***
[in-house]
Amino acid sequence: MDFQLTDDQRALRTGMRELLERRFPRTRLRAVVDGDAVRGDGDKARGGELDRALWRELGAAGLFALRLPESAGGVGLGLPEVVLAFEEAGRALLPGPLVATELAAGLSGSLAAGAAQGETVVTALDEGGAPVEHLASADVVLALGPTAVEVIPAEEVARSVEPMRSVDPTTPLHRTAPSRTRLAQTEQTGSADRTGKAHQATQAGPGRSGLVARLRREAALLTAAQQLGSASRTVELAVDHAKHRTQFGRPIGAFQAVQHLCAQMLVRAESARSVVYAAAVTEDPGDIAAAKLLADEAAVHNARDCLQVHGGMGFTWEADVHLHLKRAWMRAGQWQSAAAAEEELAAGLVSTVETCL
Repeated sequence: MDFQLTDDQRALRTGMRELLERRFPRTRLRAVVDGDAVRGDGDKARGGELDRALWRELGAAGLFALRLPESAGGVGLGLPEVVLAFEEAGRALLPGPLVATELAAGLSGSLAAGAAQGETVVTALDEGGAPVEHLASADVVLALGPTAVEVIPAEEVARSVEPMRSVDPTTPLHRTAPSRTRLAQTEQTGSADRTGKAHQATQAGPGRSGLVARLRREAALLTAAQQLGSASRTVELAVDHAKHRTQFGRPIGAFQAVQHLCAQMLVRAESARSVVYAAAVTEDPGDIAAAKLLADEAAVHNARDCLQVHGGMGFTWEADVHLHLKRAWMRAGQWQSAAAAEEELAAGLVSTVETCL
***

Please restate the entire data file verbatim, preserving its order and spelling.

[in-house]
Amino acid sequence: MDFQLTDDQRALRTGMRELLERRFPRTRLRAVVDGDAVRGDGDKARGGELDRALWRELGAAGLFALRLPESAGGVGLGLPEVVLAFEEAGRALLPGPLVATELAAGLSGSLAAGAAQGETVVTALDEGGAPVEHLASADVVLALGPTAVEVIPAEEVARSVEPMRSVDPTTPLHRTAPSRTRLAQTEQTGSADRTGKAHQATQAGPGRSGLVARLRREAALLTAAQQLGSASRTVELAVDHAKHRTQFGRPIGAFQAVQHLCAQMLVRAESARSVVYAAAVTEDPGDIAAAKLLADEAAVHNARDCLQVHGGMGFTWEADVHLHLKRAWMRAGQWQSAAAAEEELAAGLVSTVETCL
Repeated sequence: MDFQLTDDQRALRTGMRELLERRFPRTRLRAVVDGDAVRGDGDKARGGELDRALWRELGAAGLFALRLPESAGGVGLGLPEVVLAFEEAGRALLPGPLVATELAAGLSGSLAAGAAQGETVVTALDEGGAPVEHLASADVVLALGPTAVEVIPAEEVARSVEPMRSVDPTTPLHRTAPSRTRLAQTEQTGSADRTGKAHQATQAGPGRSGLVARLRREAALLTAAQQLGSASRTVELAVDHAKHRTQFGRPIGAFQAVQHLCAQMLVRAESARSVVYAAAVTEDPGDIAAAKLLADEAAVHNARDCLQVHGGMGFTWEADVHLHLKRAWMRAGQWQSAAAAEEELAAGLVSTVETCL